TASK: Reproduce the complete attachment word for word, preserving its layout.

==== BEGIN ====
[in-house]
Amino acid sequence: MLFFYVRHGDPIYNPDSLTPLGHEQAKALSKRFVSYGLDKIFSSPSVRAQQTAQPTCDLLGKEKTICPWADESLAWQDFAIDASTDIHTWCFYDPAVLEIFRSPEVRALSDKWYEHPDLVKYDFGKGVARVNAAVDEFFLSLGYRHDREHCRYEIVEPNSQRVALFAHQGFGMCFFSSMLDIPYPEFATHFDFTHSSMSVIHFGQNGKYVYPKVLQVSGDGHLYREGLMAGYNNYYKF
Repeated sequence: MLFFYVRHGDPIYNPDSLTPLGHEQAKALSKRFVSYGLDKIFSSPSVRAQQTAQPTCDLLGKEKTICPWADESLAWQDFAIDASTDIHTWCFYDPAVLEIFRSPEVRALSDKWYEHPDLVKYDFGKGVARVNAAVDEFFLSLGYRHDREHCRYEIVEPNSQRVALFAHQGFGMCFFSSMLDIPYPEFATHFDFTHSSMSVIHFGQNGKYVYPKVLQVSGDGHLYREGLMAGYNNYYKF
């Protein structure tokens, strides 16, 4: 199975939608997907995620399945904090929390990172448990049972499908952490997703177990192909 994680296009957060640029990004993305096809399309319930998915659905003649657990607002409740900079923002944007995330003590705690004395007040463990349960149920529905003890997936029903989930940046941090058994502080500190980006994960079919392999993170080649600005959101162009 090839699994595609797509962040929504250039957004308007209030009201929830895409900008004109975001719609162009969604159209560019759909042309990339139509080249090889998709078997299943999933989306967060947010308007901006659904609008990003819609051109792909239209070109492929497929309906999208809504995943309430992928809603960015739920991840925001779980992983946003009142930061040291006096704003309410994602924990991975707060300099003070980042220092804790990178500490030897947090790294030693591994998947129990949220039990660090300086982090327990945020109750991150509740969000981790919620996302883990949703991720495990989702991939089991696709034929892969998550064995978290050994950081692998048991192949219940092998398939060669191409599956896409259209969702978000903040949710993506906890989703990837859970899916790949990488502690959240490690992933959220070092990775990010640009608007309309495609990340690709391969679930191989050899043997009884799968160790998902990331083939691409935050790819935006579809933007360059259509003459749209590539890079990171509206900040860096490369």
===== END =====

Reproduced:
[in-house]
Amino acid sequence: MLFFYVRHGDPIYNPDSLTPLGHEQAKALSKRFVSYGLDKIFSSPSVRAQQTAQPTCDLLGKEKTICPWADESLAWQDFAIDASTDIHTWCFYDPAVLEIFRSPEVRALSDKWYEHPDLVKYDFGKGVARVNAAVDEFFLSLGYRHDREHCRYEIVEPNSQRVALFAHQGFGMCFFSSMLDIPYPEFATHFDFTHSSMSVIHFGQNGKYVYPKVLQVSGDGHLYREGLMAGYNNYYKF
Repeated sequence: MLFFYVRHGDPIYNPDSLTPLGHEQAKALSKRFVSYGLDKIFSSPSVRAQQTAQPTCDLLGKEKTICPWADESLAWQDFAIDASTDIHTWCFYDPAVLEIFRSPEVRALSDKWYEHPDLVKYDFGKGVARVNAAVDEFFLSLGYRHDREHCRYEIVEPNSQRVALFAHQGFGMCFFSSMLDIPYPEFATHFDFTHSSMSVIHFGQNGKYVYPKVLQVSGDGHLYREGLMAGYNNYYKF
């Protein structure tokens, strides 16, 4: 199975939608997907995620399945904090929390990172448990049972499908952490997703177990192909 994680296009957060640029990004993305096809399309319930998915659905003649657990607002409740900079923002944007995330003590705690004395007040463990349960149920529905003890997936029903989930940046941090058994502080500190980006994960079919392999993170080649600005959101162009 090839699994595609797509962040929504250039957004308007209030009201929830895409900008004109975001719609162009969604159209560019759909042309990339139509080249090889998709078997299943999933989306967060947010308007901006659904609008990003819609051109792909239209070109492929497929309906999208809504995943309430992928809603960015739920991840925001779980992983946003009142930061040291006096704003309410994602924990991975707060300099003070980042220092804790990178500490030897947090790294030693591994998947129990949220039990660090300086982090327990945020109750991150509740969000981790919620996302883990949703991720495990989702991939089991696709034929892969998550064995978290050994950081692998048991192949219940092998398939060669191409599956896409259209969702978000903040949710993506906890989703990837859970899916790949990488502690959240490690992933959220070092990775990010640009608007309309495609990340690709391969679930191989050899043997009884799968160790998902990331083939691409935050790819935006579809933007360059259509003459749209590539890079990171509206900040860096490369």